The “Knuckleball is thrown off the tips of the fingernails in a manner that inhibits spin (or at least when thrown with great skill). As shown in our post on 2-seamers and on one on the seam’s affect on boundary layer, the location of boundary layer separation tends toward the seams, which are moving around randomly during this pitch’s flight to the plate. This sometimes results in a completely crazy trajectory, such as in the video below (from Alan Nathan’s site).
Our machine can pitch knuckleballs, and we acquired PIV data on quite a few of them. All of these pitches are 65 mph. These balls arrive in a random orientation, so what follows is a series of data sets in no order. I will comment above each one on notable features. All of these data sets were acquired in a vertical plane.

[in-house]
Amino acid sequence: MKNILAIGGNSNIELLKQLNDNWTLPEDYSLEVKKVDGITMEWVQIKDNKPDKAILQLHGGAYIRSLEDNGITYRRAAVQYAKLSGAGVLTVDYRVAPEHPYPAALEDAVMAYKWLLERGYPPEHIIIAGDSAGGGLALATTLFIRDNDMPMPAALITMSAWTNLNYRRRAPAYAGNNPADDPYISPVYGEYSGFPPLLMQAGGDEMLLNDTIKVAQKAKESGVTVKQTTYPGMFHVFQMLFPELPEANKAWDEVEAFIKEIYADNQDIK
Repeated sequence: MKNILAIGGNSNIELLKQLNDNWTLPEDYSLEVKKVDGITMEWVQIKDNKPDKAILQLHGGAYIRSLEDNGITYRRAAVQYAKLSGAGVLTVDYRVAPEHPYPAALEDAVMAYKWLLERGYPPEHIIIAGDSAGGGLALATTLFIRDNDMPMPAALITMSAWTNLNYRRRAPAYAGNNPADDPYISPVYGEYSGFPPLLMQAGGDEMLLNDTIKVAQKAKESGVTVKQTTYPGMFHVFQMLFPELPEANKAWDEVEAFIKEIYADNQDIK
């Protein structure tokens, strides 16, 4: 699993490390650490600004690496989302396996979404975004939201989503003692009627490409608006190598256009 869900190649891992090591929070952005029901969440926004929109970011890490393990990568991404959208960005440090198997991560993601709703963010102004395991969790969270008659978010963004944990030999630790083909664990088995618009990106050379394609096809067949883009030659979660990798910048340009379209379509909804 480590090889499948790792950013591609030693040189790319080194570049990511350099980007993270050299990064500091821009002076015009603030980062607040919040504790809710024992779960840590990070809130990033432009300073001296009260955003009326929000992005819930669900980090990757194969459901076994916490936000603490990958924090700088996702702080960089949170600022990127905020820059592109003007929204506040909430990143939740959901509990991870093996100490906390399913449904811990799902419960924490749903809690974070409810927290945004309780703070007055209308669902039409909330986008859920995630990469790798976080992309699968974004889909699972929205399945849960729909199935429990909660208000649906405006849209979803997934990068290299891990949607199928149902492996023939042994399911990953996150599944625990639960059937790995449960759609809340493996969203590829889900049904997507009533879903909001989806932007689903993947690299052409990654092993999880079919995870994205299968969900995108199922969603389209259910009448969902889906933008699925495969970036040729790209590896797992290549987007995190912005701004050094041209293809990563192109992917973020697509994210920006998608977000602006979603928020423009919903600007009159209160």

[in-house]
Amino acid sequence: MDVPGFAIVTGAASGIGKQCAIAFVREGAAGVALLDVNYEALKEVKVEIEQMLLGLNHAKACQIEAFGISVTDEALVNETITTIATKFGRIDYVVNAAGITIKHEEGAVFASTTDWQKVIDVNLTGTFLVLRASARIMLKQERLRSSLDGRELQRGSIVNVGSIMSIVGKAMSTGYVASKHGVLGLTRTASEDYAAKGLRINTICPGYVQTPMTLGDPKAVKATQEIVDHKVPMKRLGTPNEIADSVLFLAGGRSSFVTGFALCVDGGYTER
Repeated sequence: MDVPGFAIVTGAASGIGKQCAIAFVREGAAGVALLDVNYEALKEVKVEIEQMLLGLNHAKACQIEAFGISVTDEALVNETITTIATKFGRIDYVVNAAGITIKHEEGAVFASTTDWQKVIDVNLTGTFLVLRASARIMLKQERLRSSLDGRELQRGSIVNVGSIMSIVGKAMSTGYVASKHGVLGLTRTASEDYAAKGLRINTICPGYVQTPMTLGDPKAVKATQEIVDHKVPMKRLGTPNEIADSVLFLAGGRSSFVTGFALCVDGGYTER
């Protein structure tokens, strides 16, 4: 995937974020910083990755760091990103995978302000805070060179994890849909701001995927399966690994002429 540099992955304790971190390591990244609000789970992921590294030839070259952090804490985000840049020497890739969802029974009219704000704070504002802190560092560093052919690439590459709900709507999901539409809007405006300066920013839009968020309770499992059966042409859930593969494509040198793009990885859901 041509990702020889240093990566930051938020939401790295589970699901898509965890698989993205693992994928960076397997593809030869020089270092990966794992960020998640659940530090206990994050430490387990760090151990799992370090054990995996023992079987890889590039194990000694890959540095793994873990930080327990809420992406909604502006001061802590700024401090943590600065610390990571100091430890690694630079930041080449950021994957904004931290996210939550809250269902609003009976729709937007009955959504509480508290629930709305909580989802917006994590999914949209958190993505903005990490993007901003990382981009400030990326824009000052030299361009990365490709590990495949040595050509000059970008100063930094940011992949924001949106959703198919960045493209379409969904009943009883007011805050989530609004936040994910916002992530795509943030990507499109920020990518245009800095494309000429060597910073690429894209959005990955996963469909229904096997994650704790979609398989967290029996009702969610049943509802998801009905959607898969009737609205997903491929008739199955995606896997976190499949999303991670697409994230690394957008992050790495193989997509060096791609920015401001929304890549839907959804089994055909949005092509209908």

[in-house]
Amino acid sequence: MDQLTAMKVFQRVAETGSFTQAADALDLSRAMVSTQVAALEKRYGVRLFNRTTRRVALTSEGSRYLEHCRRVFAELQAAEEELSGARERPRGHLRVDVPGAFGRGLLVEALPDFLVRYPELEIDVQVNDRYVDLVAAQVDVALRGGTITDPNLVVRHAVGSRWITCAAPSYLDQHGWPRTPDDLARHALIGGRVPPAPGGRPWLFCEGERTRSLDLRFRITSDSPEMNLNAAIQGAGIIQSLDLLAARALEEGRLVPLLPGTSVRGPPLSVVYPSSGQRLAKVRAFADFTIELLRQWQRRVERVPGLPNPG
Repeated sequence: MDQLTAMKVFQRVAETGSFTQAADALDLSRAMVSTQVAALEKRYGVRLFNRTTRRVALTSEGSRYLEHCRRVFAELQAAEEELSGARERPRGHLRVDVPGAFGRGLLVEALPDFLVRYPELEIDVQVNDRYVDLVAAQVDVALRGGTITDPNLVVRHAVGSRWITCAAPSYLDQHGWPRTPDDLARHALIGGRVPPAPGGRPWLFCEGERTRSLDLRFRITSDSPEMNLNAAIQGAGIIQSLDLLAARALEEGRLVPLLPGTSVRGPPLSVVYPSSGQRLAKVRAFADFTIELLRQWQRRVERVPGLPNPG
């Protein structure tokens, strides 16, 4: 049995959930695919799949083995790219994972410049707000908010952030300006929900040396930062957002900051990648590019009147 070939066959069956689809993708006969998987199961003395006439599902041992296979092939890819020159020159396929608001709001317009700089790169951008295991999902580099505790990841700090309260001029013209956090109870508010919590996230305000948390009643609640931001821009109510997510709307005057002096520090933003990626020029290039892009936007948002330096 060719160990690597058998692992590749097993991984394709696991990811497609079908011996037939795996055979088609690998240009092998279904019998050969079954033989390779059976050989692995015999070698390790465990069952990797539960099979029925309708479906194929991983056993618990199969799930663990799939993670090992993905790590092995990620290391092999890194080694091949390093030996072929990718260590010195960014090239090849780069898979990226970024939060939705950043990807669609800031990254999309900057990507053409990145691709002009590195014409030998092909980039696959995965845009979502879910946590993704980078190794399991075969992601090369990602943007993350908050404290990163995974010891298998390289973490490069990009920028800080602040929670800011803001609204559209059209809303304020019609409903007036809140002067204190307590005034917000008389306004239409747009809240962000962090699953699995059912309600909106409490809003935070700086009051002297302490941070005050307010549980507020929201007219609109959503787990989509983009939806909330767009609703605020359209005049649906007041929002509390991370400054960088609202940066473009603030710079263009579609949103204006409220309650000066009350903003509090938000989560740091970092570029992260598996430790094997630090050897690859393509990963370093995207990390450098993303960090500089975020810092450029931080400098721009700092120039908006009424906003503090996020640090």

The boundary layer separates at the seam on the bottom of this ball, but not on the top. My guess is that the laminar boundary layer becomes turbulent due to the seam on top and remains attached. This ball is being forced downward.
The boundary layer separations for this ball are laminar top and bottom. The blue lower boundary layer even has a nice tight K-H vortex visible, This ball has nothing but drag.
This one looks to have a wake that is deflected either towards us or away and probably has a sideways force.